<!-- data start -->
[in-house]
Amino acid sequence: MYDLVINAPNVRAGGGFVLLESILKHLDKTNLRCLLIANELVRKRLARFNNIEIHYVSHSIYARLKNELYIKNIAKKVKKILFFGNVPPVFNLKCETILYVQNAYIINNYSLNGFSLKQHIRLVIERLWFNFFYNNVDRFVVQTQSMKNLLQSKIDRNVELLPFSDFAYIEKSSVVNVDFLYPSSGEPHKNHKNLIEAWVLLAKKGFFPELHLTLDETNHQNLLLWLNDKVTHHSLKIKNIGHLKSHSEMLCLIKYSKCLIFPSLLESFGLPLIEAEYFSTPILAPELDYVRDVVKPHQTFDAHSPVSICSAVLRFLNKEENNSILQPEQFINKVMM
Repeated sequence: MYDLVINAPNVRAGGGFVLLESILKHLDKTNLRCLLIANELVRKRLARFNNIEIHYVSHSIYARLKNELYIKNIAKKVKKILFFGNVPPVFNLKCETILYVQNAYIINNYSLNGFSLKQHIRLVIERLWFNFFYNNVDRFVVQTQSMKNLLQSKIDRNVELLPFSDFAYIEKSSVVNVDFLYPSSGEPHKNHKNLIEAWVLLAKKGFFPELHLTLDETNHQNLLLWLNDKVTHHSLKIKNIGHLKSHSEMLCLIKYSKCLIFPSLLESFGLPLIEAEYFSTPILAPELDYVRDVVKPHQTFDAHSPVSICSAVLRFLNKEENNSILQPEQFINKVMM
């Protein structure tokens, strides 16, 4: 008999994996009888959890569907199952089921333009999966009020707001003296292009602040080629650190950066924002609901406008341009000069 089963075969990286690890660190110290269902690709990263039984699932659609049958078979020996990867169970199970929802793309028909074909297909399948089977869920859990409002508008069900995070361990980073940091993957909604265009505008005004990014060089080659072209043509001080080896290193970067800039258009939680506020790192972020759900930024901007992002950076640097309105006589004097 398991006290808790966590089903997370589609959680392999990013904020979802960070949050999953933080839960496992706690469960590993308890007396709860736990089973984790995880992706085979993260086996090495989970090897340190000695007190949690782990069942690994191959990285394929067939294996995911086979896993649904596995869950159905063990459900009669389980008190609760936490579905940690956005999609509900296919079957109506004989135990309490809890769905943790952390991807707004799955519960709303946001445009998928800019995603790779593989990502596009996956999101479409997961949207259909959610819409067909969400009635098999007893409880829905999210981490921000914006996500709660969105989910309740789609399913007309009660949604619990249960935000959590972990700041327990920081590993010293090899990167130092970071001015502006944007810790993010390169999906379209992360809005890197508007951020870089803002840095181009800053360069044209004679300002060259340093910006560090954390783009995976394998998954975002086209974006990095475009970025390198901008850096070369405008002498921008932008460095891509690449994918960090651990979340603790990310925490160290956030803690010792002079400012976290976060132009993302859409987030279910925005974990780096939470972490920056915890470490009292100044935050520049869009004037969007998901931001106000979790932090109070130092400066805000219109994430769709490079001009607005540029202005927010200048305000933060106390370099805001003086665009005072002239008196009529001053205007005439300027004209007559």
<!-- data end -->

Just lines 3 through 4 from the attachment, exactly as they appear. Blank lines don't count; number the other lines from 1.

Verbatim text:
Repeated sequence: MYDLVINAPNVRAGGGFVLLESILKHLDKTNLRCLLIANELVRKRLARFNNIEIHYVSHSIYARLKNELYIKNIAKKVKKILFFGNVPPVFNLKCETILYVQNAYIINNYSLNGFSLKQHIRLVIERLWFNFFYNNVDRFVVQTQSMKNLLQSKIDRNVELLPFSDFAYIEKSSVVNVDFLYPSSGEPHKNHKNLIEAWVLLAKKGFFPELHLTLDETNHQNLLLWLNDKVTHHSLKIKNIGHLKSHSEMLCLIKYSKCLIFPSLLESFGLPLIEAEYFSTPILAPELDYVRDVVKPHQTFDAHSPVSICSAVLRFLNKEENNSILQPEQFINKVMM
């Protein structure tokens, strides 16, 4: 008999994996009888959890569907199952089921333009999966009020707001003296292009602040080629650190950066924002609901406008341009000069 089963075969990286690890660190110290269902690709990263039984699932659609049958078979020996990867169970199970929802793309028909074909297909399948089977869920859990409002508008069900995070361990980073940091993957909604265009505008005004990014060089080659072209043509001080080896290193970067800039258009939680506020790192972020759900930024901007992002950076640097309105006589004097 398991006290808790966590089903997370589609959680392999990013904020979802960070949050999953933080839960496992706690469960590993308890007396709860736990089973984790995880992706085979993260086996090495989970090897340190000695007190949690782990069942690994191959990285394929067939294996995911086979896993649904596995869950159905063990459900009669389980008190609760936490579905940690956005999609509900296919079957109506004989135990309490809890769905943790952390991807707004799955519960709303946001445009998928800019995603790779593989990502596009996956999101479409997961949207259909959610819409067909969400009635098999007893409880829905999210981490921000914006996500709660969105989910309740789609399913007309009660949604619990249960935000959590972990700041327990920081590993010293090899990167130092970071001015502006944007810790993010390169999906379209992360809005890197508007951020870089803002840095181009800053360069044209004679300002060259340093910006560090954390783009995976394998998954975002086209974006990095475009970025390198901008850096070369405008002498921008932008460095891509690449994918960090651990979340603790990310925490160290956030803690010792002079400012976290976060132009993302859409987030279910925005974990780096939470972490920056915890470490009292100044935050520049869009004037969007998901931001106000979790932090109070130092400066805000219109994430769709490079001009607005540029202005927010200048305000933060106390370099805001003086665009005072002239008196009529001053205007005439300027004209007559």